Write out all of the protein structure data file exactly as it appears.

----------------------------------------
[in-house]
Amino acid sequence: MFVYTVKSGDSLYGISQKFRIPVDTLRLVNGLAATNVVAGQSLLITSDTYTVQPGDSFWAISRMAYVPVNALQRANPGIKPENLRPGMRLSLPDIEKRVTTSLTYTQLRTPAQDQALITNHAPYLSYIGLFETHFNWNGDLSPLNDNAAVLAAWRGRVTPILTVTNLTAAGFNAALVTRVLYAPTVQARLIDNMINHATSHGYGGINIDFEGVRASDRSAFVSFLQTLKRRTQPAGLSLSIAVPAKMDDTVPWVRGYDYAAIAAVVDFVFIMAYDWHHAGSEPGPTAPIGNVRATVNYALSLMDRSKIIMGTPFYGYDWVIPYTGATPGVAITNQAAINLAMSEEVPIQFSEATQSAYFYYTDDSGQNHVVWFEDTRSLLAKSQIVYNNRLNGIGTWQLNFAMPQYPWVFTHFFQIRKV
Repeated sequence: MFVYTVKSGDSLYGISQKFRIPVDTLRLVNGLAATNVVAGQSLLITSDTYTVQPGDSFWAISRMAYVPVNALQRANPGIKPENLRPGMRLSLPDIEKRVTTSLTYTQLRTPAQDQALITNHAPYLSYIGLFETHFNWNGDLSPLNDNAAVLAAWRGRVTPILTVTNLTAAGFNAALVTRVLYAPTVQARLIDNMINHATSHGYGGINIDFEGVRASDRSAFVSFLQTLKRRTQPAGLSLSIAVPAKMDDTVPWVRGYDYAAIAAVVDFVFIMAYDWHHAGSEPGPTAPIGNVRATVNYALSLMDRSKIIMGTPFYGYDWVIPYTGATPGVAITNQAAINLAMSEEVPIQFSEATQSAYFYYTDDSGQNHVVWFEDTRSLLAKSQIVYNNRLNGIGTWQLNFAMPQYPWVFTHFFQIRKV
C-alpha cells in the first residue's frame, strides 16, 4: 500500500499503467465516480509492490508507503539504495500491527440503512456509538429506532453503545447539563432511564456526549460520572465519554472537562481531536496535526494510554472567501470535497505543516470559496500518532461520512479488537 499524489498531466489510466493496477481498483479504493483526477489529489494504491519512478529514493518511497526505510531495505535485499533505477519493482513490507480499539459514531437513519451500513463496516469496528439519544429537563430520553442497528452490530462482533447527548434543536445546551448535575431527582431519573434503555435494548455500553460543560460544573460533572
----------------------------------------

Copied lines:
[in-house]
Amino acid sequence: MFVYTVKSGDSLYGISQKFRIPVDTLRLVNGLAATNVVAGQSLLITSDTYTVQPGDSFWAISRMAYVPVNALQRANPGIKPENLRPGMRLSLPDIEKRVTTSLTYTQLRTPAQDQALITNHAPYLSYIGLFETHFNWNGDLSPLNDNAAVLAAWRGRVTPILTVTNLTAAGFNAALVTRVLYAPTVQARLIDNMINHATSHGYGGINIDFEGVRASDRSAFVSFLQTLKRRTQPAGLSLSIAVPAKMDDTVPWVRGYDYAAIAAVVDFVFIMAYDWHHAGSEPGPTAPIGNVRATVNYALSLMDRSKIIMGTPFYGYDWVIPYTGATPGVAITNQAAINLAMSEEVPIQFSEATQSAYFYYTDDSGQNHVVWFEDTRSLLAKSQIVYNNRLNGIGTWQLNFAMPQYPWVFTHFFQIRKV
Repeated sequence: MFVYTVKSGDSLYGISQKFRIPVDTLRLVNGLAATNVVAGQSLLITSDTYTVQPGDSFWAISRMAYVPVNALQRANPGIKPENLRPGMRLSLPDIEKRVTTSLTYTQLRTPAQDQALITNHAPYLSYIGLFETHFNWNGDLSPLNDNAAVLAAWRGRVTPILTVTNLTAAGFNAALVTRVLYAPTVQARLIDNMINHATSHGYGGINIDFEGVRASDRSAFVSFLQTLKRRTQPAGLSLSIAVPAKMDDTVPWVRGYDYAAIAAVVDFVFIMAYDWHHAGSEPGPTAPIGNVRATVNYALSLMDRSKIIMGTPFYGYDWVIPYTGATPGVAITNQAAINLAMSEEVPIQFSEATQSAYFYYTDDSGQNHVVWFEDTRSLLAKSQIVYNNRLNGIGTWQLNFAMPQYPWVFTHFFQIRKV
C-alpha cells in the first residue's frame, strides 16, 4: 500500500499503467465516480509492490508507503539504495500491527440503512456509538429506532453503545447539563432511564456526549460520572465519554472537562481531536496535526494510554472567501470535497505543516470559496500518532461520512479488537 499524489498531466489510466493496477481498483479504493483526477489529489494504491519512478529514493518511497526505510531495505535485499533505477519493482513490507480499539459514531437513519451500513463496516469496528439519544429537563430520553442497528452490530462482533447527548434543536445546551448535575431527582431519573434503555435494548455500553460543560460544573460533572